3D-Printing Affordable Housing

Katie Sheehan (kes2221)

Problem: Population Growth and Lack of Affordable Housing

Urban communities around the world face a coming reality of population growth that outpaces the supply of safe, affordable housing, with many cities having already reached that point given the presence of large slum neighborhoods with “structures” made of tin, dirt, tarps, and other non-permanent materials. To be able to grant everyone the right to safe shelter, communities need an inexpensive and more permanent way to house low- or no-income residents.

Solution: 3D-Printed Houses (ICON)

ICON is a building company that uses a proprietary printing system called Vulcan that can print concrete structures up to 10.5 feet in height. In a recent collaboration with the U.S. non-profit New Story, the Vulcan created the world’s first 3D-printed community for homeless citizens in Tabasco, Mexico. The structures were printed with a floor plan of two bedrooms, a living room, kitchen and bathroom and each were printed within 24 hours – local workers were used at the end of the project to install plumbing, wire electric service, and install windows/doors. The structures can withstand earthquakes and other natural disasters, with the goal of having “generational impact” for low-income residents.

Beyond building completely new communities in areas such as Texas and Mexico, ICON has also piloted a 347 sq. ft. home that has potential to be built as an ADU (Accessory Dwelling Unit), making communities more affordable for both new and existing residents where extra space is available.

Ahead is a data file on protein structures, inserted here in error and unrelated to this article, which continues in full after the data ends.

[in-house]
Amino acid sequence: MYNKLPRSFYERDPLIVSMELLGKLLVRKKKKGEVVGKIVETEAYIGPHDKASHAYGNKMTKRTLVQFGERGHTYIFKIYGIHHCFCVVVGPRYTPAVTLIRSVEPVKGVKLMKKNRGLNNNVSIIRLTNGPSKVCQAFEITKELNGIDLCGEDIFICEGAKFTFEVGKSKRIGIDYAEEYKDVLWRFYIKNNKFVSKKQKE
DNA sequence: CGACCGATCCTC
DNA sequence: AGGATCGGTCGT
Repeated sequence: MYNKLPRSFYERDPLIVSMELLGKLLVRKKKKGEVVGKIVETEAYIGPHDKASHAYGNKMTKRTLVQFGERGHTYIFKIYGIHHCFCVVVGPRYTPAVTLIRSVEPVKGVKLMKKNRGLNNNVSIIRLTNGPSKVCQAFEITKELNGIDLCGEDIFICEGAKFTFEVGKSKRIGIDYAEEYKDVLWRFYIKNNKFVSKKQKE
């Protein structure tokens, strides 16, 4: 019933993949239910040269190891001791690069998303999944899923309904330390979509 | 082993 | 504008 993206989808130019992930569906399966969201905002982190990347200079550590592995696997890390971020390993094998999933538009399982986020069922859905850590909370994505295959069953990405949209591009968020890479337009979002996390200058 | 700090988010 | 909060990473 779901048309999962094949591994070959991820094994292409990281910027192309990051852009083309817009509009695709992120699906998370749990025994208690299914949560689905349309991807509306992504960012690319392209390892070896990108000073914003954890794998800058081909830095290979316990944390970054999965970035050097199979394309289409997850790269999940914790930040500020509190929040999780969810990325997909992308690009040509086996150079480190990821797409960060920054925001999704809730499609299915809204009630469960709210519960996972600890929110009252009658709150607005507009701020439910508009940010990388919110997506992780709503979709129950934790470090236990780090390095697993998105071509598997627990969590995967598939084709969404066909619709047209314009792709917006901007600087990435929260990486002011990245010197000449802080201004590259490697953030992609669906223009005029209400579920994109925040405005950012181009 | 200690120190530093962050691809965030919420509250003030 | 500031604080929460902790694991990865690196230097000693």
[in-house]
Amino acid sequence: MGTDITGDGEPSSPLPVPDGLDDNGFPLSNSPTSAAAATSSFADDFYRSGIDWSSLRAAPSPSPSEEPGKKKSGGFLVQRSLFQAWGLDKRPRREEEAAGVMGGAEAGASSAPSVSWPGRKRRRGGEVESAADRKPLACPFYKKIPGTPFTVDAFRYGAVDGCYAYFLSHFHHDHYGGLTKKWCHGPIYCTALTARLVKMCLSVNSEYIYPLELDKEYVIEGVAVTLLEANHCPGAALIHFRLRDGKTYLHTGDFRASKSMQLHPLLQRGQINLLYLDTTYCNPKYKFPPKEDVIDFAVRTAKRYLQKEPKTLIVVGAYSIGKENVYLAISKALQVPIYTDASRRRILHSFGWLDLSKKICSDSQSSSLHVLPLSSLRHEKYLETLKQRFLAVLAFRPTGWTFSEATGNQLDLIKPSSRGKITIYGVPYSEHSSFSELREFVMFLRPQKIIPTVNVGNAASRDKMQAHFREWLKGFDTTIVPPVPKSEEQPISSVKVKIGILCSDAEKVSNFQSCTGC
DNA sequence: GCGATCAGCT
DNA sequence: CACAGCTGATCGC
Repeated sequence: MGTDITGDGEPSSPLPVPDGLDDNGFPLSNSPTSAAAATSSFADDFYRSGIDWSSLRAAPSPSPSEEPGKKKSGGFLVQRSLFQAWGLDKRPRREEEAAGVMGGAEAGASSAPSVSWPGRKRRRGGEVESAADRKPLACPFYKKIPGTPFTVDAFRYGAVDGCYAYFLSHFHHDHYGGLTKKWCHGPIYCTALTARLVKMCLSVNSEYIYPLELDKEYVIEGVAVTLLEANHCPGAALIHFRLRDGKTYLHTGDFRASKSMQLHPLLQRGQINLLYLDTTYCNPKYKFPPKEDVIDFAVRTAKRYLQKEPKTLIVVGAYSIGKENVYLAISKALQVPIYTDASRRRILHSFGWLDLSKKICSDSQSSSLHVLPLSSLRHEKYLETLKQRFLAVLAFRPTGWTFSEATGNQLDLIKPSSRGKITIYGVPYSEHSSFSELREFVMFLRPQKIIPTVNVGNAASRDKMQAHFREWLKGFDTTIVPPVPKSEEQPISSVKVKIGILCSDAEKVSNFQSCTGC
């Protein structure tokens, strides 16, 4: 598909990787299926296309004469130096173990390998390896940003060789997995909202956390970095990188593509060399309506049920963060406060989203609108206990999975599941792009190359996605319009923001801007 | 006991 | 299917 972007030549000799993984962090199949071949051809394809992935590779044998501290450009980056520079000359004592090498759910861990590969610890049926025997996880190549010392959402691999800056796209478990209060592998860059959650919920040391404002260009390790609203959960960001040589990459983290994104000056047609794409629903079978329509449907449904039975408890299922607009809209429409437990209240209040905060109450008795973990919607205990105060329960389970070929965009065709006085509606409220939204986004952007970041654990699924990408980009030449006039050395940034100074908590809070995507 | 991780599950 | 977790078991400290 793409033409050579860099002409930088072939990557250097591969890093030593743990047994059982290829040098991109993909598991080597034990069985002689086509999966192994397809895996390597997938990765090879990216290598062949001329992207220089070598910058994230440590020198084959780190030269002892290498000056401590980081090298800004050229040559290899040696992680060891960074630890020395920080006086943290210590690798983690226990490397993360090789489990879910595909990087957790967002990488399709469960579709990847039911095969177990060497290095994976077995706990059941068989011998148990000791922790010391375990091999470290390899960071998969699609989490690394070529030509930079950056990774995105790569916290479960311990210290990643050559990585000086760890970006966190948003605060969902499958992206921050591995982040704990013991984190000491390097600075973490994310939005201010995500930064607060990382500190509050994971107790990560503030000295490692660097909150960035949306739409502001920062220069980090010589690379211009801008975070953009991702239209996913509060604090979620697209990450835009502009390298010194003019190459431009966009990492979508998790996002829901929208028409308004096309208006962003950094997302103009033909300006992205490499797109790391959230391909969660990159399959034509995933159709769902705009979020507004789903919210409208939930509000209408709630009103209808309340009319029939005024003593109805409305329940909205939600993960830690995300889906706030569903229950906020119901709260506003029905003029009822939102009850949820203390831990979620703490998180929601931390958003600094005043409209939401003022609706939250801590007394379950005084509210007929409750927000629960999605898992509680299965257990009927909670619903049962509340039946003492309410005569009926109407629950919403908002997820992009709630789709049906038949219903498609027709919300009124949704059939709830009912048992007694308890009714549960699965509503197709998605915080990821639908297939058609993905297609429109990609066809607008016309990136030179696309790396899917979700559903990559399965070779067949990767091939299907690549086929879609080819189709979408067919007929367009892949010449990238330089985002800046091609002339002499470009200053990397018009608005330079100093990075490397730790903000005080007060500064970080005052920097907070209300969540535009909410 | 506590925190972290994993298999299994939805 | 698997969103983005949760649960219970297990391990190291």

Stakeholders

The two primary groups of stakeholders in these types of projects/communities are municipalities and low-/no-income residents and/or homeless population. Both groups benefit from an inexpensive, more permanent housing structure that has the opportunity to raise health/social outcomes for these populations – by providing a safe, permanent structure with the potential for running water and electricity, residents can fulfill one major component of the base level of Maslow’s hierarchy of needs and focus on improving other needs such as food, water, employment, health, and education.

Implementation

The successful construction of these new communities open the door for opportunities elsewhere around the world, in both developed and developing countries. ICON could continue to partner either with NGOs or municipal governments to locate, fund, and construct suitable sites in order to create additional housing. Implementation would be fairly quick given the short printing time of a Vulcan structure (24-48 hours), though the front-end logistics would be more involved given the size of the equipment (shipping concerns) and the amount of community planning required.

One thought on “3D-Printing Affordable Housing

  1. This is a great idea trying to address the affordable housing issue with 3d printing. Amazingly, a completed unit can be printed in 24-48 hours. I don’t know if these units will stand up to current building codes, but it makes it more appealing if they do. One downside I see is finding affordable land in areas like New York City.

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